I have never done that with Audacity, but there is a serious flaw in the technique! The sound of the difference (subtracted files) is NOT the difference in the sound! Weird, eh?
MP3 makes phase & timing changes that may not be audible, but they show-up in difference testing…
It’s true, that if you subtract two files and you get absolute silence, the two files are mathematically identical, and of course they will sound identical. And, we already know that MP3 is lossy, and we know that low bitrates are more-lossy than high bitrates…
But for example, if you add 10 milliseconds of silence to the beginning of a file it will sound identical to the original. But, if you subtact the two files you will get a comb-filtered file showing a drastic difference that bears no resemblence to a tiny delay… The sound of the difference is not the same as the difference in the sound.
Another example - If you invert the phase the file will sound identical (or very-nearly identical). Now if you “subtract” that file from the original, you are of course actually adding the two files together (subtracting a negative), resulting in a difference-file that’s twice as loud as the original, but otherwise identical (assuming no clipping).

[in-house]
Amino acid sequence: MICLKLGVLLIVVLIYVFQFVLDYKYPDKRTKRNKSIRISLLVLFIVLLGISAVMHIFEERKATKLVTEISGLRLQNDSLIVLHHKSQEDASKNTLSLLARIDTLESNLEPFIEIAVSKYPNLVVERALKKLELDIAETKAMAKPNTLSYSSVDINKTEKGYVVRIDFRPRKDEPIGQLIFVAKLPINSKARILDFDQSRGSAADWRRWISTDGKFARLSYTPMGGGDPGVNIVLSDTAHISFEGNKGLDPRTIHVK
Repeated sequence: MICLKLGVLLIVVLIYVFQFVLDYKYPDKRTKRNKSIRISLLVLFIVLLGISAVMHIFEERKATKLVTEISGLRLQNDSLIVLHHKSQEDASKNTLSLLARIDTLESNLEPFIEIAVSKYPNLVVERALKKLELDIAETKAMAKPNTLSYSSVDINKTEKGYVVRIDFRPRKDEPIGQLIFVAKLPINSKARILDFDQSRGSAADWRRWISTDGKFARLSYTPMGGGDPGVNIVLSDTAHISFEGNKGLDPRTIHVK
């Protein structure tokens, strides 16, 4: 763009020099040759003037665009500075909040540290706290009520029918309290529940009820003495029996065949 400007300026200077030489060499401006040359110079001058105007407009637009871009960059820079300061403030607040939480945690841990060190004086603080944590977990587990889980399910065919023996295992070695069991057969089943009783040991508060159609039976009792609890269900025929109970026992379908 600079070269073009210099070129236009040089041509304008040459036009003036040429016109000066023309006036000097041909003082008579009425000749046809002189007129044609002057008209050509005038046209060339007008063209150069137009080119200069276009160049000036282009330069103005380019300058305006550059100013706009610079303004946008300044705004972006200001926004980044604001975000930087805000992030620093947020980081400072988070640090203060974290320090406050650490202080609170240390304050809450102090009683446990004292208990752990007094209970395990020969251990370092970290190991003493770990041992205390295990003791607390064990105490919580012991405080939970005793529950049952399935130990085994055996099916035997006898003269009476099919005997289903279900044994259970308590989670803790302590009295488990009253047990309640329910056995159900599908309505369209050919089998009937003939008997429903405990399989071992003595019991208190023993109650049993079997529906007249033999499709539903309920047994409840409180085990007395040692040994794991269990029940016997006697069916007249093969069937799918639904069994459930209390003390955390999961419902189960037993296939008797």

After repeating this process with 192 and 320 kbps MP3s, I’ll be able to see exactly how much noise each bitrate adds, which should better help my decisions in the future about ripping media to MP3.
There is software available for performing blind [u]ABX tests[/u] to determine if you hear a difference in your program material.
It turns-out that program materal has a lot to do with it… Some songs easier to compress than others, and the variable bitrate LAME “V” settings try to take this into account, using a higher bitrate when necessary and a lower bitrate when possible. So rather than choosing a constant bitrate like 192, it’s usually best to choose a “V” setting that averages-out around 192.
Like I said, I’ve never done this with Audacity, but take a look at [u]Mixing[/u]. Mixing is done by addition (both in analog mixers and digitally), so inverting and mixing with the original will give you the result you are looking for.